Just before the protests broke out Jan. 25, the government was preparing to cut energy subsidies, a move that would have pushed prices up even further.

The health ministry was also planning to cut its public health care coverage - limiting the hours at public hospitals were patients could be seen for reduced fees.

Politically, more activists are being pushed to the sidelines— including Islamic opposition, secular and independent political leaders.

Several political activists were particularly shocked in November over what they saw as the rigged parliamentary elections, which the ruling National Democratic Party won with an overwhelming majority - leaving very little room for opposition.

“The government's performance is very weak on many levels, be that socially, politically or economically,” said Gouda Abdel-Khalek, head of the economic affairs committee at the left-leaning opposition Al-Taggammu Party.

But some analysts say that the Egyptian regime is flexible enough to note the demands of the protestors.

“We are talking about a state that is a professional survivor,” Mohamed Abdel-Salam, editor-in-chief of the political periodical Al-Seysa Al-Dawlia told IPS. “They survived many other storms before.”

Abdel-Salam said the size of the protests were clearly larger than what Egypt was used to, but “it is still smaller than protests in Tunisia, Lebanon or Yemen.”

“The political elite are reading the events well and we expect to see some positive response soon because they will strengthen the hand of the reformists inside the ruling establishment. The changes will likely be political rather than economic,” said Abdel-Salam, whose publication is part of the state-run Al-Ahram Institution.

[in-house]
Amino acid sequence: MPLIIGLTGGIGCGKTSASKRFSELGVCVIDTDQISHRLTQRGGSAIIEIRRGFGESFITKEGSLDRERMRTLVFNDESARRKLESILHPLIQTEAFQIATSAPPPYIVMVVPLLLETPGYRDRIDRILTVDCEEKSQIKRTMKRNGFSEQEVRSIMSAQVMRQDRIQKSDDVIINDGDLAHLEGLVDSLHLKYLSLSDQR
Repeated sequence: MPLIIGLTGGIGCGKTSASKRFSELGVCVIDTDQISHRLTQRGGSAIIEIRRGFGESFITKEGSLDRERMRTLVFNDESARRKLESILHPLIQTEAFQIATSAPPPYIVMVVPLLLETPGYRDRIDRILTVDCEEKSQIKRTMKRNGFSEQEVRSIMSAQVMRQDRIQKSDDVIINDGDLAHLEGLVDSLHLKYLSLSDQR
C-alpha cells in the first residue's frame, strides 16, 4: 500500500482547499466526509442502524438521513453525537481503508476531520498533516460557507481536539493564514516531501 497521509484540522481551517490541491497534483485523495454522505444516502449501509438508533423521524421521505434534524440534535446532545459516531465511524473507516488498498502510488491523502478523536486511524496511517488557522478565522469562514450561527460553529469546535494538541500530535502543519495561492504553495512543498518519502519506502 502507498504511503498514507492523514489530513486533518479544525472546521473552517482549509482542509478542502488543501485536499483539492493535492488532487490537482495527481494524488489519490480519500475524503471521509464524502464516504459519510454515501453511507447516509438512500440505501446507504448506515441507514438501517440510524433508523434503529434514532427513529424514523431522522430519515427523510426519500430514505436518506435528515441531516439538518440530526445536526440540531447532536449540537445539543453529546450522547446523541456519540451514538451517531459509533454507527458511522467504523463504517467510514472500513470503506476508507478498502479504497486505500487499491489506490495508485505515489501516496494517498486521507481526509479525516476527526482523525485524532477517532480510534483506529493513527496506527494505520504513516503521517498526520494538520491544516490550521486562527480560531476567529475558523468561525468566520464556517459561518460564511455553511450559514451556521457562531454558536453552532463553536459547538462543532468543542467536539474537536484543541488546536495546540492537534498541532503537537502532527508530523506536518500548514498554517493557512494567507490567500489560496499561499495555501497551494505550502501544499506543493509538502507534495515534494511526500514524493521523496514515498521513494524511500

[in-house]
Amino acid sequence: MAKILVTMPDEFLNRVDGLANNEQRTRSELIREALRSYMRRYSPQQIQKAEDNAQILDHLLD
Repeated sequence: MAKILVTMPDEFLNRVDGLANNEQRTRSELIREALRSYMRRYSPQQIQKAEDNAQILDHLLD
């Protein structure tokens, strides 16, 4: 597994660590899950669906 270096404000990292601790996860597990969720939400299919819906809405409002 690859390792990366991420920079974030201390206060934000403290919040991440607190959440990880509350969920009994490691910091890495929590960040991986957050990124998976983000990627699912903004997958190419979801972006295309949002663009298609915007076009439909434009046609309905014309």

The government however has not indicated it is responding either politically or economically.

The Interior Ministry has been the dominant government voice so far. In a statement Tuesday, the ministry blamed the Muslim Brotherhood for the protests—a declaration that positions the government to ignore demands of protesters since the Muslim Brotherhood is outlawed.

Opposition parties say the protests were spontaneous and not organized by the Muslim Brotherhood.

“It was a popular unrest. It wasn't the Muslim Brotherhood,” said Abdel- Khalek of Al-Taggammu party. “I hope that the regime will get the real message and won't believe its own untruths”.

Abdel-Khalek, who also teaches economics at Cairo University, said that the regime will fight hard for its survival because it is “a matter of life and death”.

“They are afraid that once they are toppled, there will be investigations into their corruption and their mismanagement of the country,” he told IPS.

The liberal Wafd Party called for a “reconciliation government' that would include members from outside Mubarak's ruling National Democratic Party, and also on Mubarak to dissolve the current “rigged” parliament.

But all analysts agree on one thing; the emergence of a new generation of young Egyptians who are more combative and who are not afraid of the police—who are capable of bringing about more change than previously thought.